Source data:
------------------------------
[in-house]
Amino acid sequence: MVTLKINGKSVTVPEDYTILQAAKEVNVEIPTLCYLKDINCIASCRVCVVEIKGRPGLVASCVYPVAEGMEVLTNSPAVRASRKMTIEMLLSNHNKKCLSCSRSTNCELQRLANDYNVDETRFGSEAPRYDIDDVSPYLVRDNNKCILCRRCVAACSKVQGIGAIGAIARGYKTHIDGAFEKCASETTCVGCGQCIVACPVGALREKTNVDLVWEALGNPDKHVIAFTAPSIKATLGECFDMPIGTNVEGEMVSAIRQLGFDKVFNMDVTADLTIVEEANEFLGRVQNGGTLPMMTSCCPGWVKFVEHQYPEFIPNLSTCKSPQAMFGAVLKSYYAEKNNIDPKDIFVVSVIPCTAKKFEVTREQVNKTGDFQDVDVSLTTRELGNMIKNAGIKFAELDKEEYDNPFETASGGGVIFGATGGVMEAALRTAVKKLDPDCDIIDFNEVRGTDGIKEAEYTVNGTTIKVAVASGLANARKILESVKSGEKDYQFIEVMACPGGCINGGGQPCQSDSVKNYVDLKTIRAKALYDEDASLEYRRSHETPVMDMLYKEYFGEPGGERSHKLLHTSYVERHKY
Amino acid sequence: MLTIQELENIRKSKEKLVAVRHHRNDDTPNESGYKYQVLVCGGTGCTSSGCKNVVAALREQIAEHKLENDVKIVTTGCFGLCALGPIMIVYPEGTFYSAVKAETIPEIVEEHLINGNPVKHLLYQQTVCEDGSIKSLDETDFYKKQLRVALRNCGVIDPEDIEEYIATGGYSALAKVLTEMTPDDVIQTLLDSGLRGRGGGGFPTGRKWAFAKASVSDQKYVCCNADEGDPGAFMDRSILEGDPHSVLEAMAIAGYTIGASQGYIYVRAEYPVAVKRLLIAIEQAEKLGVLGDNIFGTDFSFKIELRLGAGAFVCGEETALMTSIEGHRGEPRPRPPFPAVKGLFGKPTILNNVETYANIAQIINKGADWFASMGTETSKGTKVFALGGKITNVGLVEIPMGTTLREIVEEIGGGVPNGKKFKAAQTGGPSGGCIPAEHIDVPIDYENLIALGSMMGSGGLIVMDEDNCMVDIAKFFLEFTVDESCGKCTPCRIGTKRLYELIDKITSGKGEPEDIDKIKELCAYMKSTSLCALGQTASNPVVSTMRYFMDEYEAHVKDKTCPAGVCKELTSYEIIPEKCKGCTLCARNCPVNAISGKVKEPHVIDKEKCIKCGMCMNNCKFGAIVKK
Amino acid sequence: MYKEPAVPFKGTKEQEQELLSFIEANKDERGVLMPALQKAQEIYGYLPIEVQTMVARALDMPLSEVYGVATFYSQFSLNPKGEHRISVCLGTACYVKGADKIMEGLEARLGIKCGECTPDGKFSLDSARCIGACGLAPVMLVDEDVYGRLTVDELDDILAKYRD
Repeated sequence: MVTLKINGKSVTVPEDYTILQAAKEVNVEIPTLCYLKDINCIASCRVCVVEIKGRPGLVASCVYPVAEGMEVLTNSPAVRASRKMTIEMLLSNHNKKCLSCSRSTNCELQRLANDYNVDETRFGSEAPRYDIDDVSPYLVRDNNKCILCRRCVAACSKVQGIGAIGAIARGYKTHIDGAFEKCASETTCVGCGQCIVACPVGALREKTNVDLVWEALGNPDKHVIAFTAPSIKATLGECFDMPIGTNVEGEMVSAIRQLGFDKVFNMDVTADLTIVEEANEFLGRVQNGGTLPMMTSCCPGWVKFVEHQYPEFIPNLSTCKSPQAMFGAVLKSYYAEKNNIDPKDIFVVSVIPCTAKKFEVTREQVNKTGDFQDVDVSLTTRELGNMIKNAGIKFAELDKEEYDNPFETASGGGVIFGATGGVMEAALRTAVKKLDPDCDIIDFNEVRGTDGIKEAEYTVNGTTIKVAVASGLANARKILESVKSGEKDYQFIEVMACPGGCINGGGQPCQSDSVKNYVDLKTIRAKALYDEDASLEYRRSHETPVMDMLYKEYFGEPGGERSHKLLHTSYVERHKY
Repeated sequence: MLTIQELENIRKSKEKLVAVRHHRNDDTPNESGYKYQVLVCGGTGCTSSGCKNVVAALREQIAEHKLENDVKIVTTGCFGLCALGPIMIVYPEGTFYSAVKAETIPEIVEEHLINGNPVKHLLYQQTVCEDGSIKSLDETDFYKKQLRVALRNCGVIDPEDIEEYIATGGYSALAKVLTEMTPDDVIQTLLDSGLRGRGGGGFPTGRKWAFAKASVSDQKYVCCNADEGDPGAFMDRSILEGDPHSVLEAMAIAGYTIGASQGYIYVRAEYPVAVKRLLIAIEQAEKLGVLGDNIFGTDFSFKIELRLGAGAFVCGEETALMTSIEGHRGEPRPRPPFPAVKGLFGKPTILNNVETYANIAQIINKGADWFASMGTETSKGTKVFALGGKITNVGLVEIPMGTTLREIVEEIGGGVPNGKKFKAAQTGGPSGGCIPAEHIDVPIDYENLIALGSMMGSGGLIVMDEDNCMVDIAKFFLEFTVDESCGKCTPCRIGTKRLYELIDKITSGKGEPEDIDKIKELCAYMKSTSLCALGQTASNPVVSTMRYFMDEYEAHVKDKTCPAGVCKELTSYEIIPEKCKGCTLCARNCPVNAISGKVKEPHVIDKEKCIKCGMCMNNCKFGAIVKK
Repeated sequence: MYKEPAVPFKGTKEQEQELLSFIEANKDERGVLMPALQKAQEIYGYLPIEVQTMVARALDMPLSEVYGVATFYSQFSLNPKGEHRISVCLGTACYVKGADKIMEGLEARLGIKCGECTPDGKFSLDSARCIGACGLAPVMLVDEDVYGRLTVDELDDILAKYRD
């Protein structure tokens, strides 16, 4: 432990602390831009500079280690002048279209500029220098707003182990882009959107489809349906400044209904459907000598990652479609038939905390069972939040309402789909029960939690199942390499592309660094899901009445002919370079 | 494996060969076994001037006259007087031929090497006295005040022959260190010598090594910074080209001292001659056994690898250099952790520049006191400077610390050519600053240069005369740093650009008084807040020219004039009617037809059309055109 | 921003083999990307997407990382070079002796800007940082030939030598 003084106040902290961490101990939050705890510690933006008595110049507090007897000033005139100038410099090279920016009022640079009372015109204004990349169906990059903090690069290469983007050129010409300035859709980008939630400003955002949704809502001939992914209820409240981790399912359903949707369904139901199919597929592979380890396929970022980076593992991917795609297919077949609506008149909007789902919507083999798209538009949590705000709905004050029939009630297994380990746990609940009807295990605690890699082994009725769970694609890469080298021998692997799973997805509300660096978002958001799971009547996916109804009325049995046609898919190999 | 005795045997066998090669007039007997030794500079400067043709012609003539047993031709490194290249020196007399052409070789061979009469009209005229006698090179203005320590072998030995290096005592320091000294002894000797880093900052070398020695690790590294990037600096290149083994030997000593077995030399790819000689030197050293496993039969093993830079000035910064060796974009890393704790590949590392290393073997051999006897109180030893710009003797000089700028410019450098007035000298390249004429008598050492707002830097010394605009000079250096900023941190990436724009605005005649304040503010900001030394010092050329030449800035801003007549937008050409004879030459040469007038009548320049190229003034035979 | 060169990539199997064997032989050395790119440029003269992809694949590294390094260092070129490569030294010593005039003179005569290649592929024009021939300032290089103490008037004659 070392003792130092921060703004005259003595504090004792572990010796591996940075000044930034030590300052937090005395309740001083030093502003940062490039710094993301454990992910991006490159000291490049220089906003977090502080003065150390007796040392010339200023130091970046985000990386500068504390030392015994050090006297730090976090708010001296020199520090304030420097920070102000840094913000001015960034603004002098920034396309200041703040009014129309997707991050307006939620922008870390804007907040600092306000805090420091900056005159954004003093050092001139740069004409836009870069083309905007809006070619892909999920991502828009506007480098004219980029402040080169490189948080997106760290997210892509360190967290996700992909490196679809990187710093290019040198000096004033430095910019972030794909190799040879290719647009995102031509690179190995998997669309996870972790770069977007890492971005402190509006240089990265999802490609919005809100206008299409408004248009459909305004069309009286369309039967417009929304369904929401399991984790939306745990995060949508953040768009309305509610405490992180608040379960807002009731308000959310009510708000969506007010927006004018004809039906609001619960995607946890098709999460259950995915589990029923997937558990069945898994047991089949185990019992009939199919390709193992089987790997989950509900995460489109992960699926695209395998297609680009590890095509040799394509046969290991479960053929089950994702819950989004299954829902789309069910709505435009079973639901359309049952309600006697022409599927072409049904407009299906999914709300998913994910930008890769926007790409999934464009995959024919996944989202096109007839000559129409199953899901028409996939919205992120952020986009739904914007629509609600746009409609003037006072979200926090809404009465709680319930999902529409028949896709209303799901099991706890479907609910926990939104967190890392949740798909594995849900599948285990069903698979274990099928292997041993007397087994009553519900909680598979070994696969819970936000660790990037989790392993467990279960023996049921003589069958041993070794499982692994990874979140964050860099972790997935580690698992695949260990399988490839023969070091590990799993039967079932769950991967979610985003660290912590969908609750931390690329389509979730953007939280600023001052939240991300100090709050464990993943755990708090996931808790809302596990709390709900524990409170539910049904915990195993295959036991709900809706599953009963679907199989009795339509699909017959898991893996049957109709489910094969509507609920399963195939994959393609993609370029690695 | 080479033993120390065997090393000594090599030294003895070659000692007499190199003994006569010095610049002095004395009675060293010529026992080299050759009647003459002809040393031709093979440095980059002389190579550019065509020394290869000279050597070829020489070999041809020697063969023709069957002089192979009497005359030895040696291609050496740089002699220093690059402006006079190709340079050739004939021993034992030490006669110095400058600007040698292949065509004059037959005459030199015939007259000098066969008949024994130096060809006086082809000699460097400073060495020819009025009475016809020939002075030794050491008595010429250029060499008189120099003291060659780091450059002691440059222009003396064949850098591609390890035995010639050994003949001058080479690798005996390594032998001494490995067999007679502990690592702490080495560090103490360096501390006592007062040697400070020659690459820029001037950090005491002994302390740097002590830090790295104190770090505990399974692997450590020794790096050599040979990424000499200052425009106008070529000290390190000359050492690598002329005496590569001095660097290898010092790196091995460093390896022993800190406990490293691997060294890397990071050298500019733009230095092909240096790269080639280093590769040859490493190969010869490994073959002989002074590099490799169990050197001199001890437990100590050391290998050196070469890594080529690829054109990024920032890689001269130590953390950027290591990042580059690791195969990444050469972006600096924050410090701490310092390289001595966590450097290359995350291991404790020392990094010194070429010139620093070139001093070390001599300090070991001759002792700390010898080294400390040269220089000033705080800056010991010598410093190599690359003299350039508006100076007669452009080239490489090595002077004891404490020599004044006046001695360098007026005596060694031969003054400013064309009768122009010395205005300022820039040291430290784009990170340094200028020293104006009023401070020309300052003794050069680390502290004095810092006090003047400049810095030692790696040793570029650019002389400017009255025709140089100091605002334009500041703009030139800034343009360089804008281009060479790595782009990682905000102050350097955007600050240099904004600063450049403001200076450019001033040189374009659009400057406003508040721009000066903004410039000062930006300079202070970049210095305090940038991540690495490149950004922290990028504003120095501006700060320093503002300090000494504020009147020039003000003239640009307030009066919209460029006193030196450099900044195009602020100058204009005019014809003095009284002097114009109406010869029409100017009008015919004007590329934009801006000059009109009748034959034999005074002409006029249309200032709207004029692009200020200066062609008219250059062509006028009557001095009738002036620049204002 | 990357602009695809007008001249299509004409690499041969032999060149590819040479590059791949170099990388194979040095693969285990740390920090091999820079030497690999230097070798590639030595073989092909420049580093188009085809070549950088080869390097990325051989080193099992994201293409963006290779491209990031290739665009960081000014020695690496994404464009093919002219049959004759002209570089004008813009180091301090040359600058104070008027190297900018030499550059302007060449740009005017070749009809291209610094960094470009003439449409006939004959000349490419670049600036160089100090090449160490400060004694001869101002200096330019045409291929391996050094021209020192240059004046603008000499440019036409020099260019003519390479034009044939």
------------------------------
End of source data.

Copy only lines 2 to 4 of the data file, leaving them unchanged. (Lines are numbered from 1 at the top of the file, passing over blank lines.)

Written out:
Amino acid sequence: MVTLKINGKSVTVPEDYTILQAAKEVNVEIPTLCYLKDINCIASCRVCVVEIKGRPGLVASCVYPVAEGMEVLTNSPAVRASRKMTIEMLLSNHNKKCLSCSRSTNCELQRLANDYNVDETRFGSEAPRYDIDDVSPYLVRDNNKCILCRRCVAACSKVQGIGAIGAIARGYKTHIDGAFEKCASETTCVGCGQCIVACPVGALREKTNVDLVWEALGNPDKHVIAFTAPSIKATLGECFDMPIGTNVEGEMVSAIRQLGFDKVFNMDVTADLTIVEEANEFLGRVQNGGTLPMMTSCCPGWVKFVEHQYPEFIPNLSTCKSPQAMFGAVLKSYYAEKNNIDPKDIFVVSVIPCTAKKFEVTREQVNKTGDFQDVDVSLTTRELGNMIKNAGIKFAELDKEEYDNPFETASGGGVIFGATGGVMEAALRTAVKKLDPDCDIIDFNEVRGTDGIKEAEYTVNGTTIKVAVASGLANARKILESVKSGEKDYQFIEVMACPGGCINGGGQPCQSDSVKNYVDLKTIRAKALYDEDASLEYRRSHETPVMDMLYKEYFGEPGGERSHKLLHTSYVERHKY
Amino acid sequence: MLTIQELENIRKSKEKLVAVRHHRNDDTPNESGYKYQVLVCGGTGCTSSGCKNVVAALREQIAEHKLENDVKIVTTGCFGLCALGPIMIVYPEGTFYSAVKAETIPEIVEEHLINGNPVKHLLYQQTVCEDGSIKSLDETDFYKKQLRVALRNCGVIDPEDIEEYIATGGYSALAKVLTEMTPDDVIQTLLDSGLRGRGGGGFPTGRKWAFAKASVSDQKYVCCNADEGDPGAFMDRSILEGDPHSVLEAMAIAGYTIGASQGYIYVRAEYPVAVKRLLIAIEQAEKLGVLGDNIFGTDFSFKIELRLGAGAFVCGEETALMTSIEGHRGEPRPRPPFPAVKGLFGKPTILNNVETYANIAQIINKGADWFASMGTETSKGTKVFALGGKITNVGLVEIPMGTTLREIVEEIGGGVPNGKKFKAAQTGGPSGGCIPAEHIDVPIDYENLIALGSMMGSGGLIVMDEDNCMVDIAKFFLEFTVDESCGKCTPCRIGTKRLYELIDKITSGKGEPEDIDKIKELCAYMKSTSLCALGQTASNPVVSTMRYFMDEYEAHVKDKTCPAGVCKELTSYEIIPEKCKGCTLCARNCPVNAISGKVKEPHVIDKEKCIKCGMCMNNCKFGAIVKK
Amino acid sequence: MYKEPAVPFKGTKEQEQELLSFIEANKDERGVLMPALQKAQEIYGYLPIEVQTMVARALDMPLSEVYGVATFYSQFSLNPKGEHRISVCLGTACYVKGADKIMEGLEARLGIKCGECTPDGKFSLDSARCIGACGLAPVMLVDEDVYGRLTVDELDDILAKYRD